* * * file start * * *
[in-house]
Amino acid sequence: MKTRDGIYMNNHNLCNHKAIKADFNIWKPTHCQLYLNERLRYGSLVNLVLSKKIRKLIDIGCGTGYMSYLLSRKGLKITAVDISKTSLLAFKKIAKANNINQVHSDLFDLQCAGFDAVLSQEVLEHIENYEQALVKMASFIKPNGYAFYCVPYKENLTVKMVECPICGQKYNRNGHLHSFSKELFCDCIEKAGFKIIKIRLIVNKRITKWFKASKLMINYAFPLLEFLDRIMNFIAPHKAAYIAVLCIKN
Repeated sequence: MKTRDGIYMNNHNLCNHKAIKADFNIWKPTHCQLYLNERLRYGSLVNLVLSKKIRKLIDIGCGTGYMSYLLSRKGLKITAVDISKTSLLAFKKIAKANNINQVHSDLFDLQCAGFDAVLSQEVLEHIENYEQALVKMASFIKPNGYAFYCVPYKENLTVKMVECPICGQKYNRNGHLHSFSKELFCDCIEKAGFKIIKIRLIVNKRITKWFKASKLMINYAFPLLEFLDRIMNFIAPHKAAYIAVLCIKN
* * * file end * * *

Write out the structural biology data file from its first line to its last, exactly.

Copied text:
[in-house]
Amino acid sequence: MKTRDGIYMNNHNLCNHKAIKADFNIWKPTHCQLYLNERLRYGSLVNLVLSKKIRKLIDIGCGTGYMSYLLSRKGLKITAVDISKTSLLAFKKIAKANNINQVHSDLFDLQCAGFDAVLSQEVLEHIENYEQALVKMASFIKPNGYAFYCVPYKENLTVKMVECPICGQKYNRNGHLHSFSKELFCDCIEKAGFKIIKIRLIVNKRITKWFKASKLMINYAFPLLEFLDRIMNFIAPHKAAYIAVLCIKN
Repeated sequence: MKTRDGIYMNNHNLCNHKAIKADFNIWKPTHCQLYLNERLRYGSLVNLVLSKKIRKLIDIGCGTGYMSYLLSRKGLKITAVDISKTSLLAFKKIAKANNINQVHSDLFDLQCAGFDAVLSQEVLEHIENYEQALVKMASFIKPNGYAFYCVPYKENLTVKMVECPICGQKYNRNGHLHSFSKELFCDCIEKAGFKIIKIRLIVNKRITKWFKASKLMINYAFPLLEFLDRIMNFIAPHKAAYIAVLCIKN